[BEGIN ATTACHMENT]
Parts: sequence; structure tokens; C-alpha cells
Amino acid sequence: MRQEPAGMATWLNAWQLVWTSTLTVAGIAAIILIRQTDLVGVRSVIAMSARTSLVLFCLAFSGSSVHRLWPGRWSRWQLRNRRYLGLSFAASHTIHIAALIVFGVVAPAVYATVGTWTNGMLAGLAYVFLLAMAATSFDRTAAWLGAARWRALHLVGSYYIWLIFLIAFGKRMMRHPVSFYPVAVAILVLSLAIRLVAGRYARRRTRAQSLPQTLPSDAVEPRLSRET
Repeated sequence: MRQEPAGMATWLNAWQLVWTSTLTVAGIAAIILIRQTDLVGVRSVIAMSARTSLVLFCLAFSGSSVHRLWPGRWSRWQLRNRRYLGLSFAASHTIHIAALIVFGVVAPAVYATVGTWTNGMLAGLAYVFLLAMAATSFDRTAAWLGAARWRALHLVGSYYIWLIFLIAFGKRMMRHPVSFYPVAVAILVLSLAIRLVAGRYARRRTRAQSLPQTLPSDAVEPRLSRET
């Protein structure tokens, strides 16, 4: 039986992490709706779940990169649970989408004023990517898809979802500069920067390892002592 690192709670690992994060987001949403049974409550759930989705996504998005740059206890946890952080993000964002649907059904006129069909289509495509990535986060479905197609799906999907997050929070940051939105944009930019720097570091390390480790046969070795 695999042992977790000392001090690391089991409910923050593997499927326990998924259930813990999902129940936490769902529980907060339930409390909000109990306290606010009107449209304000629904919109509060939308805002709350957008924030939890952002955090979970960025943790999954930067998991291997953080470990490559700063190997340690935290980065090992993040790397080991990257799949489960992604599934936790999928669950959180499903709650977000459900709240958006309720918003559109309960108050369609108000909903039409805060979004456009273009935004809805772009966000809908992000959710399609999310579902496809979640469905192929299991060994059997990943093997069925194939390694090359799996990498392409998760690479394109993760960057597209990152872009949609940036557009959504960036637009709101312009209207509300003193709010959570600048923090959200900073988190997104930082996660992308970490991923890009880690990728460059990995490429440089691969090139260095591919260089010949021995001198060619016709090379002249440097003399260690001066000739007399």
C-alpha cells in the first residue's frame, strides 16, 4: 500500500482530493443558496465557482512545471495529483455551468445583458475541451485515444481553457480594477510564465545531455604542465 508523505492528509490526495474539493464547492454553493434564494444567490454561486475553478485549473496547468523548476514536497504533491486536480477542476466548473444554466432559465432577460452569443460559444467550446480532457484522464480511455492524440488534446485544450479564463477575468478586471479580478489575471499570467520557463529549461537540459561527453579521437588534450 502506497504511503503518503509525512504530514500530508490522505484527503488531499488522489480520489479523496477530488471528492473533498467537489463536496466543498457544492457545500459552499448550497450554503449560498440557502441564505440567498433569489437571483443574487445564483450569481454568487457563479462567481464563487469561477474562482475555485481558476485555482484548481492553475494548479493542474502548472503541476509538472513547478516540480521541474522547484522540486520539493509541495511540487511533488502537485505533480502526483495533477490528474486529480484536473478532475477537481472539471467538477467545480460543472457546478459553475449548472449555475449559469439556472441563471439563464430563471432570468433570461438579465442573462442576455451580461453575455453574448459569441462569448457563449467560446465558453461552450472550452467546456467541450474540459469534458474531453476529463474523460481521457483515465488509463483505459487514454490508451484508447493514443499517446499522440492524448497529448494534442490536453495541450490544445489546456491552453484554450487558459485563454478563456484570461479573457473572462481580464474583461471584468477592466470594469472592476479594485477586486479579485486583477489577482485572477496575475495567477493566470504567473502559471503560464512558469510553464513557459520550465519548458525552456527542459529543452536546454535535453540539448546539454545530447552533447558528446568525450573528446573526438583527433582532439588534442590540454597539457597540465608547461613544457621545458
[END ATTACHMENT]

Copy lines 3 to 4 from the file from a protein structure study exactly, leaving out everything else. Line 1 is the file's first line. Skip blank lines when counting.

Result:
Repeated sequence: MRQEPAGMATWLNAWQLVWTSTLTVAGIAAIILIRQTDLVGVRSVIAMSARTSLVLFCLAFSGSSVHRLWPGRWSRWQLRNRRYLGLSFAASHTIHIAALIVFGVVAPAVYATVGTWTNGMLAGLAYVFLLAMAATSFDRTAAWLGAARWRALHLVGSYYIWLIFLIAFGKRMMRHPVSFYPVAVAILVLSLAIRLVAGRYARRRTRAQSLPQTLPSDAVEPRLSRET
């Protein structure tokens, strides 16, 4: 039986992490709706779940990169649970989408004023990517898809979802500069920067390892002592 690192709670690992994060987001949403049974409550759930989705996504998005740059206890946890952080993000964002649907059904006129069909289509495509990535986060479905197609799906999907997050929070940051939105944009930019720097570091390390480790046969070795 695999042992977790000392001090690391089991409910923050593997499927326990998924259930813990999902129940936490769902529980907060339930409390909000109990306290606010009107449209304000629904919109509060939308805002709350957008924030939890952002955090979970960025943790999954930067998991291997953080470990490559700063190997340690935290980065090992993040790397080991990257799949489960992604599934936790999928669950959180499903709650977000459900709240958006309720918003559109309960108050369609108000909903039409805060979004456009273009935004809805772009966000809908992000959710399609999310579902496809979640469905192929299991060994059997990943093997069925194939390694090359799996990498392409998760690479394109993760960057597209990152872009949609940036557009959504960036637009709101312009209207509300003193709010959570600048923090959200900073988190997104930082996660992308970490991923890009880690990728460059990995490429440089691969090139260095591919260089010949021995001198060619016709090379002249440097003399260690001066000739007399």